As the Carnaval de Santa Cruz returns to Tenerife this June, Rhonda Carrier offers a look at what revellers can expect
Looking back at the Tenerife Carnival from the other side of a pandemic, it’s hard to compute that in February 2020, I spent five nights straight partying in the thronged streets and squares of the island’s capital Santa Cruz, drinking and dancing with friends and strangers.
During the travel bans, I often scrolled through photographs of this and felt pangs of nostalgia for the unfettered hedonism. Now, at long last, the Carnaval de Santa Cruz de Tenerife is back, albeit shunted from its traditional February date to late June (but back to normal for 2023).
Considered the most Brazilian of all Spanish carnivals, Santa Cruz’s version is a great way to get under the skin of this island, which is usually most associated with resort-based fly-and-flop holidays.
“Tenerife Carnival is Spain’s biggest carnival and the second-most popular in the world after the one in Rio de Janeiro – you have to see it to believe it,” says David Pérez, chief executive of the Tenerife Tourism Corporation.
“We strongly recommend visitors swap beaches for some fancy dresses this June as this year’s carnival is coming back stronger than ever.
Batman, Martians and flaming fish
To fully enter into the spirit of carnival, it’s essential to pack a few costumes, or you’ll feel out of place among the locals, who truly go to town with dressing up. Whatever the theme in any given year (for 2022 it’s science fiction), expect it to be interpreted loosely.
Over the course of my five nights, though the theme was the 1940s and 1950s, I danced with revellers dressed as Batman, Freddie Mercury and Ronald Reagan, and chatted with everyone from drag queens to fake priests, pirates to gangsters, and Alice in Wonderland characters to Martians.
Anything really did go. Although technically carnival is spread over a month, the main public events are condensed into a few dates of mayhem and magic, this year starting on June 23.
From drag queens to fake priests, pirates to gangsters
Parades and parties take place in the daytime and the evening – and indeed all through the night in the case of the final go-for-broke jamboree on June 26, the Rhythm & Harmony Party.
There’s also a slightly paganistic and even sombre finale to it all, with a papier-mâché sardine carried to the sea in a mock funeral procession and set alight.
Flaming sardines aside, the parades are particularly great to watch with kids, with spectacular floats, troupes of dancers in glittering costumes and gloriously enthusiastic marching bands.
My friends and I drifted blissfully from one music stage or sound system to the next, dancing to salsa, bachata, techno and all sorts of musical styles. As we went, we refuelled on spicy potatoes, fried eggs, grilled sausages and peppers from street stalls, and stopped for tapas at streetside restaurants.
There were also plenty of stalls selling beer at what seemed ridiculously cheap prices for revellers carrying their own reusable cups. Tenerife Carnival has a long history going back as far as 1925, and one of the island’s perhaps lesser-known but nonetheless very interesting sights is Santa Cruz’s Casa del Carnaval museum, which traces this history through posters, costumes and floats.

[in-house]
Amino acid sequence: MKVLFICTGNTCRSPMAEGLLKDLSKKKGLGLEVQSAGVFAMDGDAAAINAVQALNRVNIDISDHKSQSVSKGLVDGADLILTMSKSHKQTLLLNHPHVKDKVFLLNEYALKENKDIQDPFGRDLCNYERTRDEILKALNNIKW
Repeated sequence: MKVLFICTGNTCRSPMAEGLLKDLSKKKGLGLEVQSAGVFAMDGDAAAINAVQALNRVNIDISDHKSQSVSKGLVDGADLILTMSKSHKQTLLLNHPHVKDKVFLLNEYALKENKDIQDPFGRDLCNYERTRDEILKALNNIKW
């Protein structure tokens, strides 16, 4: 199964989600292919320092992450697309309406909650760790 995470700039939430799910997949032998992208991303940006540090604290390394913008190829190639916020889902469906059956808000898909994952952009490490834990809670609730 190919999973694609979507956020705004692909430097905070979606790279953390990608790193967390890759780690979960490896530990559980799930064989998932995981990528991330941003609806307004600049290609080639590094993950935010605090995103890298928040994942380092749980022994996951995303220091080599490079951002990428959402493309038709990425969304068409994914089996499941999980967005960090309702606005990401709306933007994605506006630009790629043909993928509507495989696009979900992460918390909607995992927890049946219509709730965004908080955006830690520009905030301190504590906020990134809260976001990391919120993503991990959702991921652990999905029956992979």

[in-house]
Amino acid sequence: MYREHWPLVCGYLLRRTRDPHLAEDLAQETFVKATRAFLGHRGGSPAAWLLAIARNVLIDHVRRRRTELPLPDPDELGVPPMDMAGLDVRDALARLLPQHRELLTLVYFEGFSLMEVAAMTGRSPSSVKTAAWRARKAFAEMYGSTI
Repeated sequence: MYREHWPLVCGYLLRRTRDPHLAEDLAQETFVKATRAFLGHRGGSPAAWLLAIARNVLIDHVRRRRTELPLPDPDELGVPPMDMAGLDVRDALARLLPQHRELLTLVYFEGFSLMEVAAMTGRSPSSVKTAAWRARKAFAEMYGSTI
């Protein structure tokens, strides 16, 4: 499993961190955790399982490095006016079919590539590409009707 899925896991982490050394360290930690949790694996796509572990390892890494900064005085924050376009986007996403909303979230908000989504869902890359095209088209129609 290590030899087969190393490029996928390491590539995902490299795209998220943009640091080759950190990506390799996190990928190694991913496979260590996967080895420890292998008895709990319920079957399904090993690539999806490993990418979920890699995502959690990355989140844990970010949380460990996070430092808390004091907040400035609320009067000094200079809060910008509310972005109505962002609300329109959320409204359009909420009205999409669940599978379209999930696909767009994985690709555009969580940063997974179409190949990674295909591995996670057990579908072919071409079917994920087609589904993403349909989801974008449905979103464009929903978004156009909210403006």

It’s interactive too, with the chance to try on lots of carnival outfits – perhaps giving you inspiration for next time’s visit. Because once is never enough: Tenerife Carnival is addictive.
After the party
When we weren’t partying, we got to discover Tenerife’s highlights.
These include Teide National Park, with its walking trails around the eponymous volcano (Spain’s highest summit), its cable car to the top and its stargazing observatory, plus the Unesco World Heritage Site of La Laguna, an old city with beautifully preserved buildings and artisanal shops.
Another highlight was little-known Garachico and its natural swimming pools – formed during a volcanic eruption that destroyed much of this small harbour town in the 18th century – and Icod de los Vinos, site of the island’s oldest indigenous drago tree.
When we weren’t partying, we got to discover Tenerife’s highlights
Visitors who venture away from their resorts or hotels to seek out local venues serving traditional Canarian food will be richly rewarded. We were wowed by Restaurante Sabor Canario in one of the oldest colonial buildings in the historical district of La Orotava, on the north coast.
Set in a courtyard oozing character, this rustic eatery serves dishes such as goat’s cheese pâte, salt cod and rabbit. After a hearty meal accompanied by wines from the Orotava Valley, I couldn’t help thinking that, while there’s certainly a time and a place to fly and flop, there is much to be explored in Tenerife beyond the beaches and all-inclusive resorts.
After two long years, it’s time to get out there and join the party.
Aside from the carnival, the other highlight of our stay was a boat trip from Puerto Colón on the south coast: we spotted a sea turtle and a pod of pilot whales, while dolphins played joyfully alongside our boat.
Dolphin and pilot whale sightings are practically guaranteed year-round off Tenerife – there are about 400 pilot whales living in a seawater canyon. If clients want to spot migratory whales (humpbacks and finbacks), the best months to book a trip are November to February.
EasyJet holidays offers four nights at the five-star Iberostar Heritage Grand Mencey on a B&B basis from £644, including flights from Gatwick, departing on June 23.
PICTURES: Shutterstock/Luciano de la Rosa, Balate Dorin, Ninafotoart, AldisToome.